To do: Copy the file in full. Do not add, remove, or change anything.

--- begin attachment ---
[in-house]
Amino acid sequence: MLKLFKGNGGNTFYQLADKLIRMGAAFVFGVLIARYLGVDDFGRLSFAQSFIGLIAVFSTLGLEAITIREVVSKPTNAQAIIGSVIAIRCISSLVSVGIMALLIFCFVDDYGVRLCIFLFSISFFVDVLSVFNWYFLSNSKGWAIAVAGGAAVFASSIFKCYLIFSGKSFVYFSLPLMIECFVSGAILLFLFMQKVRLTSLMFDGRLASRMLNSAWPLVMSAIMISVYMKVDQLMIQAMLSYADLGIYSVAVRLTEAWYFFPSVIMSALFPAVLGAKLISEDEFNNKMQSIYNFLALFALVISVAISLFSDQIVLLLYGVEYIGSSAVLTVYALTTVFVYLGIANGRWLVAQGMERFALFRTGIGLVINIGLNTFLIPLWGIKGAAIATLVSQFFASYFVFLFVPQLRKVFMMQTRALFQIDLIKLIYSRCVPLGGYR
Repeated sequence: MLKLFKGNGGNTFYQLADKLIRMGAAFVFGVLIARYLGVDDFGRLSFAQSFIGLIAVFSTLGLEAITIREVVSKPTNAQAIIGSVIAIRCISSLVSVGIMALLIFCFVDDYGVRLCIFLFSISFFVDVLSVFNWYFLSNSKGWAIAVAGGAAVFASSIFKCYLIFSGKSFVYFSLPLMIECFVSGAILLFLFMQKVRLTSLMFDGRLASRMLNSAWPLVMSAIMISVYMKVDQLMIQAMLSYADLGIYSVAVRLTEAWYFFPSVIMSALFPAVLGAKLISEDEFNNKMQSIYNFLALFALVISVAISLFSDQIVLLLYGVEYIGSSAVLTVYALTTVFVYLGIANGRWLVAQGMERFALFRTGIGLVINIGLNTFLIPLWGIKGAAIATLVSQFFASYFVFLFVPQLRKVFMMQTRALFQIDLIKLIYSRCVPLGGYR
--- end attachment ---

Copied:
[in-house]
Amino acid sequence: MLKLFKGNGGNTFYQLADKLIRMGAAFVFGVLIARYLGVDDFGRLSFAQSFIGLIAVFSTLGLEAITIREVVSKPTNAQAIIGSVIAIRCISSLVSVGIMALLIFCFVDDYGVRLCIFLFSISFFVDVLSVFNWYFLSNSKGWAIAVAGGAAVFASSIFKCYLIFSGKSFVYFSLPLMIECFVSGAILLFLFMQKVRLTSLMFDGRLASRMLNSAWPLVMSAIMISVYMKVDQLMIQAMLSYADLGIYSVAVRLTEAWYFFPSVIMSALFPAVLGAKLISEDEFNNKMQSIYNFLALFALVISVAISLFSDQIVLLLYGVEYIGSSAVLTVYALTTVFVYLGIANGRWLVAQGMERFALFRTGIGLVINIGLNTFLIPLWGIKGAAIATLVSQFFASYFVFLFVPQLRKVFMMQTRALFQIDLIKLIYSRCVPLGGYR
Repeated sequence: MLKLFKGNGGNTFYQLADKLIRMGAAFVFGVLIARYLGVDDFGRLSFAQSFIGLIAVFSTLGLEAITIREVVSKPTNAQAIIGSVIAIRCISSLVSVGIMALLIFCFVDDYGVRLCIFLFSISFFVDVLSVFNWYFLSNSKGWAIAVAGGAAVFASSIFKCYLIFSGKSFVYFSLPLMIECFVSGAILLFLFMQKVRLTSLMFDGRLASRMLNSAWPLVMSAIMISVYMKVDQLMIQAMLSYADLGIYSVAVRLTEAWYFFPSVIMSALFPAVLGAKLISEDEFNNKMQSIYNFLALFALVISVAISLFSDQIVLLLYGVEYIGSSAVLTVYALTTVFVYLGIANGRWLVAQGMERFALFRTGIGLVINIGLNTFLIPLWGIKGAAIATLVSQFFASYFVFLFVPQLRKVFMMQTRALFQIDLIKLIYSRCVPLGGYR